From sweet to savory, there are various types of mochi (Japanese rice cake) we enjoy in Japan. In this recipe I’ll show you how to make mochi in three different delicious flavors at home.
After I shared Japanese New Year soup Ozoni recipe, I received a lot of feedback from my readers regarding the “mochi” I added in the soup. They were surprised that I added “mochi” in the savory soup and asked me if it’s sweet. The feedback made me realized that the Japanese and non-Japanese see the word “mochi” quite differently.
Watch How To Enjoy Japanese Mochi お餅の食べ方
Enjoy toasted Japanese mochi in 3 delicious ways, dip in soy sauce and kinako (soy bean flour), or wrap sweet anko inside.
For non-Japanese, based on the feedback I received, when they see or hear the word “mochi” the first thing that comes to their mind seems to be the round stuffed glutinous rice balls. They are usually filled with sweet ingredients such as red bean (more traditional) or chocolate, strawberry, mango, etc for more modern flavors.
However in Japan, we usually call these (pictured aboved) sweet mochi “Daifuku” or Daifuku Mochi” to differentiate from the regular mochi.
What Is Japanese Mochi (餅)?
In Japan, when we say “mochi”, it usually implies to plain mochi – either freshly made or cut packaged mochi available at the supermarkets.
Mochi is a Japanese rice cake made of mochigome (糯米), a short-grain japonica glutinous rice. The rice is pounded into paste (left pic) and molded into the desired shapes such as round shape mochi, Maru Mochi (top right pic).
When we eat mochi at home, we buy Kiri Mochi (bottom right pic) that are individually packaged in plastic bags.
How To Enjoy Japanese Mochi At Home?
The freshly made Japanese mochi can be included as part of savory or sweet dishes. For savory dishes, mochi is used as a topping for miso soup, Ozoni, and hot udon noodle soup (we call this menu Chikara Udon (力うどん)). It can also be added inside Okonomiyaki.
Making mochi from glutinous rice takes a long time and effort, therefore most families don’t make mochi from scratch anymore. If we want to enjoy freshly pound mochi, we can do so by attending a mochi pounding event or some folks buy a small Japanese mochi pounding machine at home for this task (some of Japanese bread makers has an option for mochi pounding!).
These days to enjoy mochi all year around and during the Japanese New Year, we can buy these pre-cut Japanese mochi (Kiri Mochi, 切り餅) from the supermarkets.
Today I’ll show you 3 most popular recipes to enjoy mochi using these Kiri Mochi. Each family cook these mochi differently based on their preference. My family (in Japan) love crispy toasted mochi rather than boiled mochi, so we always toast mochi first before flavoring. Read the Note section of the recipe for microwaving and boiling method.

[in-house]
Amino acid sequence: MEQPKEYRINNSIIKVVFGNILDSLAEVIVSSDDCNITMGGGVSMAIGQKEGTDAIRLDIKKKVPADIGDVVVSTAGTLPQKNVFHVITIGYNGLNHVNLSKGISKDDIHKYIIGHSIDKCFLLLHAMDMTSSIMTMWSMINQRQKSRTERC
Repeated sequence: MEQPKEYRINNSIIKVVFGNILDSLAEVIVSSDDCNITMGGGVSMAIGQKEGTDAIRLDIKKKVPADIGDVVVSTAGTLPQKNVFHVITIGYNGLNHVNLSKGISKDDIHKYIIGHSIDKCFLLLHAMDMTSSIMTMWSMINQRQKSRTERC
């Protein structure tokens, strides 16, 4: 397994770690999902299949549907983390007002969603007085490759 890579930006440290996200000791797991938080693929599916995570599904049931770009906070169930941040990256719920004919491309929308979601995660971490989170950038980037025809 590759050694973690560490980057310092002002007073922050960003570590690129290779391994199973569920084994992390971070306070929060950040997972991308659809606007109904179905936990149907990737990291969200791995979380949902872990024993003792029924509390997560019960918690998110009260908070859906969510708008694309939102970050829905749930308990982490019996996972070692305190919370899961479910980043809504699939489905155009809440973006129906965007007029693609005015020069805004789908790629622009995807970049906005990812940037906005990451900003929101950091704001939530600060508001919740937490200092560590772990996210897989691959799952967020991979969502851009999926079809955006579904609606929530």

Types of Japanese Mochi
Here are the three flavors we make today. Anko Mochi, Kinako Mochi, and Isobeyaki.
Anko Mochi (餡子餅) is a mochi where we place red bean paste inside the mochi.
Kinako Mochi (きな粉餅) is mochi coated with a mixture of kinako (roasted soybean flour) and sugar.
Isobeyaki (磯辺焼き) is mochi coated with a mixture of soy sauce and sugar, and wrapped with nori seaweed. Most people prefer Isobeyaki without sugar, but my family always makes it with sugar. I assume this is not based on regional differences, but it depends on family’s preference.
What’s your favorite? When I was growing up, I couldn’t pick my favorite… So for the Japanese New Year Day, I used to eat 6 pieces of mochi – 2 in Ozoni, 2 Anko, 1 Kinako, and 1 Isobeyaki. I wish I am young again so I could eat 6 mochi in one sitting without worrying increasing my waist size!
Don’t want to miss a recipe? Sign up for the FREE Just One Cookbook newsletter delivered to your inbox! And stay in touch on Facebook, Google+, Pinterest, and Instagram for all the latest updates. Thank you so much for reading, and till next time!
- 3 pieces kirimochi (rice cakes) (or homemade mochi)
- 1 cup hot water
- 2 Tbsp soy sauce
- 1 Tbspsugar granulated sugar (optional) (See Note 1)
- 2 sheets nori (seaweed) (I use seasoned Japanese nori)
- 2 Tbspkinako kinako (soybean flour)
- 1 Tbsp granulated sugar
- 1 Tbsp red bean paste (anko) (for homemade recipe, see Notes)
Gather all the ingredients.
Place mochi in a toaster oven and toast until puffed up and golden brown, about 10 minutes (See Note 2).
Add 1 Tbsp. of sugar to soy sauce and microwave for 20 seconds.
Add 1 Tbsp. of sugar to kinako and mix well.
Gently smash the mochi with your hand.
For Kinako Mochi, soak the mochi in hot water, then dredge in the kinako + sugar mixture.
For Isobeyaki, soak the smashed mochi in soy sauce and sugar mixture and wrap with seasoned nori.
For Anko mochi, pull the smahsed mochi from both side and wrap around anko. It’s sticky, so be careful when handling.
1: Most people prefer Isobeyaki without sugar, but my family always makes it with sugar. I assume this is not based on regional differences, but it depends on family’s preference.
2: Besides toasting/roasting the mochi, you can also boil it in the water until soft. You can also use a microwave to cook mochi. In a small bowl, put a mochi and cover with water. Microwave it until it’s soften.
Homemade Anko recipe : click here.
Recipe by Namiko Chen of Just One Cookbook. All images and content on this site are copyright protected. Please do not use my images without my permission. If you’d like to share this recipe on your site, please re-write the recipe in your own words and link to this post as the original source. Thank you.